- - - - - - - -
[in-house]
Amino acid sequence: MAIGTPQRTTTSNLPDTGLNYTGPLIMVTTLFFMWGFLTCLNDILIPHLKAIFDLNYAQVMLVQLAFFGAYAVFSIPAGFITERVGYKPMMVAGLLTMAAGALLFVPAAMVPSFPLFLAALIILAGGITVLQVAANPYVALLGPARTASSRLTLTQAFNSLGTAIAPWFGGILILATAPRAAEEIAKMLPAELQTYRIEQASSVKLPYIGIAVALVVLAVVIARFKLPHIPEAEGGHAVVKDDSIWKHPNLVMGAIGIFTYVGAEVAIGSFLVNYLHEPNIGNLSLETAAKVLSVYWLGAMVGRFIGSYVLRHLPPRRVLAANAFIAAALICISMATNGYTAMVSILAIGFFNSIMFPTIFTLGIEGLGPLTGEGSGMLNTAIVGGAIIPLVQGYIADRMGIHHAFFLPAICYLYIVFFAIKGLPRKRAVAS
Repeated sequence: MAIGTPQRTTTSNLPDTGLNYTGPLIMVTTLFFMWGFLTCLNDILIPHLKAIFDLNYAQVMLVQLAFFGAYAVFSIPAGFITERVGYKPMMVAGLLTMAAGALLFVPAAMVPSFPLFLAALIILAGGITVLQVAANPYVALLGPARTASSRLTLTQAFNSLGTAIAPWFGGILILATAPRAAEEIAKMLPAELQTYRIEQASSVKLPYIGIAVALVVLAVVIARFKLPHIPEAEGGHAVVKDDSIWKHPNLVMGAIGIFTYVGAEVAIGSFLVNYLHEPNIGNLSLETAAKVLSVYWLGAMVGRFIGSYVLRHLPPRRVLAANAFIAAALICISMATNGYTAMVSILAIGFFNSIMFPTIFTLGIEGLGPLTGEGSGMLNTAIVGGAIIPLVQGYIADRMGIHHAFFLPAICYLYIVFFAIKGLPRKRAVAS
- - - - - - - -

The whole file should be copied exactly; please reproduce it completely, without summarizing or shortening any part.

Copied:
[in-house]
Amino acid sequence: MAIGTPQRTTTSNLPDTGLNYTGPLIMVTTLFFMWGFLTCLNDILIPHLKAIFDLNYAQVMLVQLAFFGAYAVFSIPAGFITERVGYKPMMVAGLLTMAAGALLFVPAAMVPSFPLFLAALIILAGGITVLQVAANPYVALLGPARTASSRLTLTQAFNSLGTAIAPWFGGILILATAPRAAEEIAKMLPAELQTYRIEQASSVKLPYIGIAVALVVLAVVIARFKLPHIPEAEGGHAVVKDDSIWKHPNLVMGAIGIFTYVGAEVAIGSFLVNYLHEPNIGNLSLETAAKVLSVYWLGAMVGRFIGSYVLRHLPPRRVLAANAFIAAALICISMATNGYTAMVSILAIGFFNSIMFPTIFTLGIEGLGPLTGEGSGMLNTAIVGGAIIPLVQGYIADRMGIHHAFFLPAICYLYIVFFAIKGLPRKRAVAS
Repeated sequence: MAIGTPQRTTTSNLPDTGLNYTGPLIMVTTLFFMWGFLTCLNDILIPHLKAIFDLNYAQVMLVQLAFFGAYAVFSIPAGFITERVGYKPMMVAGLLTMAAGALLFVPAAMVPSFPLFLAALIILAGGITVLQVAANPYVALLGPARTASSRLTLTQAFNSLGTAIAPWFGGILILATAPRAAEEIAKMLPAELQTYRIEQASSVKLPYIGIAVALVVLAVVIARFKLPHIPEAEGGHAVVKDDSIWKHPNLVMGAIGIFTYVGAEVAIGSFLVNYLHEPNIGNLSLETAAKVLSVYWLGAMVGRFIGSYVLRHLPPRRVLAANAFIAAALICISMATNGYTAMVSILAIGFFNSIMFPTIFTLGIEGLGPLTGEGSGMLNTAIVGGAIIPLVQGYIADRMGIHHAFFLPAICYLYIVFFAIKGLPRKRAVAS